5 questions to ask yourself to succeed in your recruitment

recruitment questions

A study taken from the best-seller “Hiring for attitude” written by Mark Murphy, founder of the Leadership IQ Institute, reveals that one out of every two recruitments ends in failure within 18 months. A recruitment is considered a failure if the employee leaves within 12 months of being hired. This failure has a significant cost for the company, both in terms of energy spent and in terms of direct financial costs (salary for example) and indirect costs (integration, training etc…).

Making the right choice when recruiting is therefore a real challenge, but it is possible to limit the risk by asking the right questions beforehand! Here are 5 key points to address before you ensure that your recruitment is effective and, above all, sustainable.

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1. What is my real need for this recruitment?

When an employee leaves, there is often a tendency to rush into external recruitment when you sometimes have the resources in-house. So understanding your teams, how they work and their daily problems can help you identify internal profiles who want to evolve. To make the right choices, it is possible to call on a HR firm to test the employees identified with a view to internal development or organisational change.

If the position requires an external skill support from a recruitment firm can also be a reassuring solution, especially if the profile sought is complex to find (tension on the job market, rare and disputed skills, no geographical mobility, etc.).

2. What are the fundamental soft skills for this recruitment?

89% of recruitment failures are because of behavioral problems according to Mark Murphy. These so-called “soft skills” have now become essential for successful recruitment.

Soft skills are not in opposition to hard skills (technical skills), but complement a solid business skill with an adapted attitude with high added value. This skill is often a determining factor in the final choice when recruiting, as it is the key to a successful job placement. The team for which you are recruiting has its own dynamics and its own way of working: recruiting a new element will upset this balance, so you need to think carefully about the profile that will best fit the needs of the team and the company’s values.

HireYourTalent advice: An in-house immersion can be a good test to evaluate the interactions between the candidate and the team members. This immersion has a double objective: on the one hand, the candidate can realize the reality of the position and the tasks assigned to him/her, and on the other hand, he/she can project him/herself more easily into the company. Furthermore, the internal teams will confirm or refute any doubts raised during the first meeting.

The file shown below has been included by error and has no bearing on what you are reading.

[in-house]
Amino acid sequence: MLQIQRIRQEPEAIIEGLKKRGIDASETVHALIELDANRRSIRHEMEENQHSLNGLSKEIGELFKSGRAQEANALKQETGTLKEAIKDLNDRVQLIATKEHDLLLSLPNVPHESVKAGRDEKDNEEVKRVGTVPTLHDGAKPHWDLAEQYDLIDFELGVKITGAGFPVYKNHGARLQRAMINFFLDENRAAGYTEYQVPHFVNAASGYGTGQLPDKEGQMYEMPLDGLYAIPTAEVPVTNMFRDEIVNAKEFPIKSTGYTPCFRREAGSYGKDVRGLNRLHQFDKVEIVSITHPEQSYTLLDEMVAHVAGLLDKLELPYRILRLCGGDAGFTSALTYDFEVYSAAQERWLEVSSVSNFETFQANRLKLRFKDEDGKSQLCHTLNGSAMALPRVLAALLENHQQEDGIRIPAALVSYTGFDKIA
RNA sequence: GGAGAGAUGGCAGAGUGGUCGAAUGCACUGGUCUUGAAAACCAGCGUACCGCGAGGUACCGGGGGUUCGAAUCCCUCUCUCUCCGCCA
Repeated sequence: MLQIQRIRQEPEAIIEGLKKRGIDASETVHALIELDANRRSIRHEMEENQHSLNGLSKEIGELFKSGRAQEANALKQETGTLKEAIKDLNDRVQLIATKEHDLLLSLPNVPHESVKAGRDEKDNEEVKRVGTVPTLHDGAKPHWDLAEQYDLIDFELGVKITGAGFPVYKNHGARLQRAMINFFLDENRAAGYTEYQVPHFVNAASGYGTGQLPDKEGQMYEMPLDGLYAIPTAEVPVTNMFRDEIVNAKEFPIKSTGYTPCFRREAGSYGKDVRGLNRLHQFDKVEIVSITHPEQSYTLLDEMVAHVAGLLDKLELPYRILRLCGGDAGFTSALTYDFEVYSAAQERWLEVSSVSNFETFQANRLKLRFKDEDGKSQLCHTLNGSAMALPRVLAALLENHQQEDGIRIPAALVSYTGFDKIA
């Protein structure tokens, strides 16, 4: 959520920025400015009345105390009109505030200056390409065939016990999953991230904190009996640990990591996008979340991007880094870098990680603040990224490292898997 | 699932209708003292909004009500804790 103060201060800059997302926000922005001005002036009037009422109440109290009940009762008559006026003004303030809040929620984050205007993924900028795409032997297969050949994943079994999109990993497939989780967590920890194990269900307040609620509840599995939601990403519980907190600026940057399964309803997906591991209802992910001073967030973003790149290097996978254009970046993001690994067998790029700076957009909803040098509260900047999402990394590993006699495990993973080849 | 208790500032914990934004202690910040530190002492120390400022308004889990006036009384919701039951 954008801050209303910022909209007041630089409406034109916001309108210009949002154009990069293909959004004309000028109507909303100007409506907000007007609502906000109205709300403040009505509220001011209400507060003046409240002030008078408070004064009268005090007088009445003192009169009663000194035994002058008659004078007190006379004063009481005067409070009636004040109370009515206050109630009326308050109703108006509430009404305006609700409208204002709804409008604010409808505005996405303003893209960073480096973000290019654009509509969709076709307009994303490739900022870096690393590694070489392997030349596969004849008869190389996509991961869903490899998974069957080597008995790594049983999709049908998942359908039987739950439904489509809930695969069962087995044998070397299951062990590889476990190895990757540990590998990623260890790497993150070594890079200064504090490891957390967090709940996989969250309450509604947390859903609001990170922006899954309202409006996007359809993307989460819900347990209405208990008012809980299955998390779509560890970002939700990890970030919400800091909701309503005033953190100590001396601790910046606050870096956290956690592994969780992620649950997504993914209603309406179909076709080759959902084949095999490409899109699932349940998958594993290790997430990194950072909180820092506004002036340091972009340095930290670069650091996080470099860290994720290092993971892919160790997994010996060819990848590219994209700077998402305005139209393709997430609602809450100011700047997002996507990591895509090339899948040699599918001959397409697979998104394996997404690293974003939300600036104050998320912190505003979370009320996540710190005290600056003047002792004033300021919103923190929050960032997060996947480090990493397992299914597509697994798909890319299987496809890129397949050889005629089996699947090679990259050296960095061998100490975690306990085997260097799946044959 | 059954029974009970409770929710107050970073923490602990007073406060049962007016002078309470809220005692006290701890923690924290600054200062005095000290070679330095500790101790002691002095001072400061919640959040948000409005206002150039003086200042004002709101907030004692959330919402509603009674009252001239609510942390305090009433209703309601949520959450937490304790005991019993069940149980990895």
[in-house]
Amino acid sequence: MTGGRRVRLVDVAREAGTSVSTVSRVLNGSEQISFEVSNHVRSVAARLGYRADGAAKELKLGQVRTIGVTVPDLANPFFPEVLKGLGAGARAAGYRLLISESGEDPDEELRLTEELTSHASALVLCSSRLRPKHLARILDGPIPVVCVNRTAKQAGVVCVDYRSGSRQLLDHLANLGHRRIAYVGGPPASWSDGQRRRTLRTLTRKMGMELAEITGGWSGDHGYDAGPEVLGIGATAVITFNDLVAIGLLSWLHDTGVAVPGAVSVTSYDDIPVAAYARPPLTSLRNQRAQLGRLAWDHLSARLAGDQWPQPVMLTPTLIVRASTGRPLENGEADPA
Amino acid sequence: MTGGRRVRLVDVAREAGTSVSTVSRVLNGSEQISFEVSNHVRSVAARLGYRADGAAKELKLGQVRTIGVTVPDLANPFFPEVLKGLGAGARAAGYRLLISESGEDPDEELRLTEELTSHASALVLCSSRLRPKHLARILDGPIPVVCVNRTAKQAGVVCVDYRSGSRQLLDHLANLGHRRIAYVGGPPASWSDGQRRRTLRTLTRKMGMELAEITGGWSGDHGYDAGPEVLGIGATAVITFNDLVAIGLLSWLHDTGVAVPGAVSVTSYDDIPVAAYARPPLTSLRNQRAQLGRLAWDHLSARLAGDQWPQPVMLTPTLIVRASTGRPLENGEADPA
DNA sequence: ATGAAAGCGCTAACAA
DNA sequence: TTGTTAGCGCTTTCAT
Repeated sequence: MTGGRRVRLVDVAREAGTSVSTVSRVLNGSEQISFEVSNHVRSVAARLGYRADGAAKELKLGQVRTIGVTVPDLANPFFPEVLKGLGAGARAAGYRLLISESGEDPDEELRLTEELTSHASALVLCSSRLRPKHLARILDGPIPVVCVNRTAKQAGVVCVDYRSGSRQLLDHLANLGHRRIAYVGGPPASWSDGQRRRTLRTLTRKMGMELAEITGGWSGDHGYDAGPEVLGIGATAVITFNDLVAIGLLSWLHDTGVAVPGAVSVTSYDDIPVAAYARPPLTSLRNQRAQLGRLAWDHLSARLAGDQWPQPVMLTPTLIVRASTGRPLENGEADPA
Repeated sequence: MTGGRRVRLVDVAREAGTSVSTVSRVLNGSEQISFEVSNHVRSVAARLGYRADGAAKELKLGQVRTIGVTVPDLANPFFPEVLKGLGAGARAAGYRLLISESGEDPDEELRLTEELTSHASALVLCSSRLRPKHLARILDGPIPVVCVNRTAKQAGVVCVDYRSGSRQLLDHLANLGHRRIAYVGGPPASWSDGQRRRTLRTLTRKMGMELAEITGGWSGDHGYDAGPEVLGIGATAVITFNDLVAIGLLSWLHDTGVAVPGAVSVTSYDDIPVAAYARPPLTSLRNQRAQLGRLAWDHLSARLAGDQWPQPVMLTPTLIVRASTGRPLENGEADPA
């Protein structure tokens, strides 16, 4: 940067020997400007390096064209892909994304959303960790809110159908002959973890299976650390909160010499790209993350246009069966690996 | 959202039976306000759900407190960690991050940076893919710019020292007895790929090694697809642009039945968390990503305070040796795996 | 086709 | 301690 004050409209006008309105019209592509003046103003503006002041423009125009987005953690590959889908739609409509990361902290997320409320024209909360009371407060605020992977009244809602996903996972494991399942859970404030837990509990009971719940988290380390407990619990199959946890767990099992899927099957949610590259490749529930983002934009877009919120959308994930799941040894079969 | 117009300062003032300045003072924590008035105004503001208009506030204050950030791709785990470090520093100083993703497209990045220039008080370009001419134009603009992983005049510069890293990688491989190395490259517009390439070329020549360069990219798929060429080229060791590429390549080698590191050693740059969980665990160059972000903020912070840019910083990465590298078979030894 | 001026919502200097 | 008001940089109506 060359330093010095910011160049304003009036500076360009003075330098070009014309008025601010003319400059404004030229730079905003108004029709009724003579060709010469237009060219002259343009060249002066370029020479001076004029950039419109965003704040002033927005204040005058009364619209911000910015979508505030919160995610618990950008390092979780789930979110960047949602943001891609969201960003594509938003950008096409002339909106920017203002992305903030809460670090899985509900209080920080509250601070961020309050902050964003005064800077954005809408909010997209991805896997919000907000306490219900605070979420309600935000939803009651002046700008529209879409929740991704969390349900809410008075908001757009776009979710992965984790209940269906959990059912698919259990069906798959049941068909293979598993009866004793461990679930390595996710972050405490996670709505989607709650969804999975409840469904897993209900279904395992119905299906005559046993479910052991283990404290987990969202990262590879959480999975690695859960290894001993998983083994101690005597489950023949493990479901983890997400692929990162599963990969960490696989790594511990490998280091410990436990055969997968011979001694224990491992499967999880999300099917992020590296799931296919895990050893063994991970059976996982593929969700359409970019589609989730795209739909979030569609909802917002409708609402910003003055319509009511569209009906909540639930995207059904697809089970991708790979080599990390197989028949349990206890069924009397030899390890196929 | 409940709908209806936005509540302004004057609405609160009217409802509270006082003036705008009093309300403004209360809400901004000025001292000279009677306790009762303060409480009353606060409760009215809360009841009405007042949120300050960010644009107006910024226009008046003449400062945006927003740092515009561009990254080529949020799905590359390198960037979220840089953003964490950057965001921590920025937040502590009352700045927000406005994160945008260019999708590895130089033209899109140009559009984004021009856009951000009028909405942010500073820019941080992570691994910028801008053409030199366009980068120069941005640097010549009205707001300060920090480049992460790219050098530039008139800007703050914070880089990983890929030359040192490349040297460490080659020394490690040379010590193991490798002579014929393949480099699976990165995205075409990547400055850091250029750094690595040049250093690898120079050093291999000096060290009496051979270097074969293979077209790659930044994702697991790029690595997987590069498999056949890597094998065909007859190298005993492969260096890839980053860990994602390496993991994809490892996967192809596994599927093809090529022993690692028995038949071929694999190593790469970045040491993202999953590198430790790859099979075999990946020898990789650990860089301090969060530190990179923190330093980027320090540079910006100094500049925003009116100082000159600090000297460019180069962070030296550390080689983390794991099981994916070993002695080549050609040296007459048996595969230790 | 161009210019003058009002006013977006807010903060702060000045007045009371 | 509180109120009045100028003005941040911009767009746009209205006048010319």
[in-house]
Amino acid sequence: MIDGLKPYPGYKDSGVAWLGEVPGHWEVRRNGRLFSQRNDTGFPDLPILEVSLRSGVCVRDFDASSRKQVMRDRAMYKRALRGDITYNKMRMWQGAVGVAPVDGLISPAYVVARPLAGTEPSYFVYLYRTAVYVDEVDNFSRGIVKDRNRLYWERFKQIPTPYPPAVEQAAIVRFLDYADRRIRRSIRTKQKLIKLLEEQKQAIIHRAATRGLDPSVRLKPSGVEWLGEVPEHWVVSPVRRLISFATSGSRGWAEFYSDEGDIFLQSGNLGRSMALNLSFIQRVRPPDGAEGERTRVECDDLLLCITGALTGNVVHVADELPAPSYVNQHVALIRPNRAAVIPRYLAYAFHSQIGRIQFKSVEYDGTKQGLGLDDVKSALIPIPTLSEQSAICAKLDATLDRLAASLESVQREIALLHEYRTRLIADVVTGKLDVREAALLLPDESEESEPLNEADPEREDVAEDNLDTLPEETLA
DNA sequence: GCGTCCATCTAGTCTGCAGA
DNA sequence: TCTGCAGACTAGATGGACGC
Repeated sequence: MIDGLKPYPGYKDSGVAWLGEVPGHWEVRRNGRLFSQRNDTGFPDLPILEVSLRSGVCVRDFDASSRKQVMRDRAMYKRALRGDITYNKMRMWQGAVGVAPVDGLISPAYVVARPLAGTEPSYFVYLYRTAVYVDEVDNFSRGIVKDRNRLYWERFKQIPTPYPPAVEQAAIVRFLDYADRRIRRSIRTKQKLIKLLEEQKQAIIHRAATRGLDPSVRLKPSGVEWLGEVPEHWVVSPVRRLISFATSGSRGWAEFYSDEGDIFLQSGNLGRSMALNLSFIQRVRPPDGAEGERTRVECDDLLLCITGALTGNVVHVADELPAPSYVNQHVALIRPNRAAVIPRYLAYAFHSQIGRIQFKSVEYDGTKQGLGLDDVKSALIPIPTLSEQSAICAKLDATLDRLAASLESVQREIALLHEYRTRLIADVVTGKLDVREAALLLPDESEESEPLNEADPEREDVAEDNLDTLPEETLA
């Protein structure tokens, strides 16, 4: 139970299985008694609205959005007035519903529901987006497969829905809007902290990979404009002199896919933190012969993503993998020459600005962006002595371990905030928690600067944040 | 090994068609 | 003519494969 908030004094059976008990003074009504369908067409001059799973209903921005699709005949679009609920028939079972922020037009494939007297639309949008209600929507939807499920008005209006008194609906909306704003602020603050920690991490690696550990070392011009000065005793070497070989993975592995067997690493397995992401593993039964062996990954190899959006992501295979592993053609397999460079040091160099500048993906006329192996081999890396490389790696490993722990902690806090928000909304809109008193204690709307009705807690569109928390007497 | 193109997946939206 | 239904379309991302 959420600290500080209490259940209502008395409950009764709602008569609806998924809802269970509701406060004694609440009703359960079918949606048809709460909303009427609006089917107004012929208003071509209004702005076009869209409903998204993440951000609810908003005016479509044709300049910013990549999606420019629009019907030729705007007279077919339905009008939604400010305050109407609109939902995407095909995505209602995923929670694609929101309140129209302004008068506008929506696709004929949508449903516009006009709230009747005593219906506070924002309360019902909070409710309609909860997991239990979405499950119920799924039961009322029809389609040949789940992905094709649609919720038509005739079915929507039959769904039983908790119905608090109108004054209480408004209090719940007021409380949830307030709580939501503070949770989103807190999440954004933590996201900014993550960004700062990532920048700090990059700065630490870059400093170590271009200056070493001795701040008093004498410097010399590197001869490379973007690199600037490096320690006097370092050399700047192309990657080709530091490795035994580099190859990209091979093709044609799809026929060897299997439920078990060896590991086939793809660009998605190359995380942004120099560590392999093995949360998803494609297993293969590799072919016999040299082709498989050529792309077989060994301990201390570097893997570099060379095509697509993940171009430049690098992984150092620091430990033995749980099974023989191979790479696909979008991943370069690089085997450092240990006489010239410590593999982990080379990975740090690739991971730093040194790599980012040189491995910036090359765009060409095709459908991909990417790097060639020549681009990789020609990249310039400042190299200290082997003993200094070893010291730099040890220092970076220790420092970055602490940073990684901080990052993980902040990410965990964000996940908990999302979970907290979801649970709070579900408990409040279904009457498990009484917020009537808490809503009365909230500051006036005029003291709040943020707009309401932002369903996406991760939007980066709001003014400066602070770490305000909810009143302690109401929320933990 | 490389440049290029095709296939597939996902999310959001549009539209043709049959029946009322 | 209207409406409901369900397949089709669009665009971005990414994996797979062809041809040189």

3. How can we ensure the level of competence of the candidates?

After insisting on the importance of soft skills, this will not be enough to ensure that your recruit settles permanently in your organisation. Beyond the questions asked in the interview, it may be wise to plan a test to ensure the future recruit’s business and technical skills.

This may seem obvious for a technical profile but we often forget to use this means of verification on other types of jobs that do not require so-called “hard” skills.

HireYourTalent advice: To validate non-technical skills, you can have an email written on the spot to check the spelling level, simulate a complex sales call, study a customer case for example. A debriefing interview with the candidate should always follow these tests to provide quality feedback and to discuss the test results in more detail.

4. What integration process is planned for the new employee?

Just because the contract is signed does not mean that the employee will stay with the company for the long term. As one-out-of-two employees plans to leave their new company during the probationary period, this is the key moment to consolidate the hiring. The main risk for the newcomer is that he or she will realize that the company’s values and the position sold to him or her in the interview do not correspond to reality. Therefore, care must be taken to think carefully beforehand about the “real job” and the tasks that come with it to avoid any annoyance. The candidate will thus come with full knowledge of the facts. The values advocated by the company must also be consistent with reality. A candidate who is attracted by an attractive corporate mission that corresponds to his or her values will seek to validate this expectation from day one.

HireYourTalent advice: If the company advocates team spirit and collaboration, avoid sending a welcome email and instead organize a short meeting to introduce the newcomer! An integration process should be considered optimizing your recruitment: for example, by scheduling meetings with all team members or by setting up a sponsor programme so that the new employee feels reassured and comfortable.

5. How to use the trial period as a “real trial period”?

The new employee has the trial period to convince the new employer of his or her performance and quality, but the company must also, during this period, convince the employee to stay. A new person’s fresh perspective is often very interesting for an organisation, they will feel involved and listened to if they are asked for an astonishment report, for example.

HireYourTalent advice: It is essential to make regular check-ups to get a feel for the new person since his/her arrival, to provide answers and to guide him/her on points for improvement. Often a positive remark is enough to restore confidence and make a success of a trial period!

Published by Dave John

Decade of work experience in leadership consulting with strong focus on talent acquisition & assessment across different industries and geographies.

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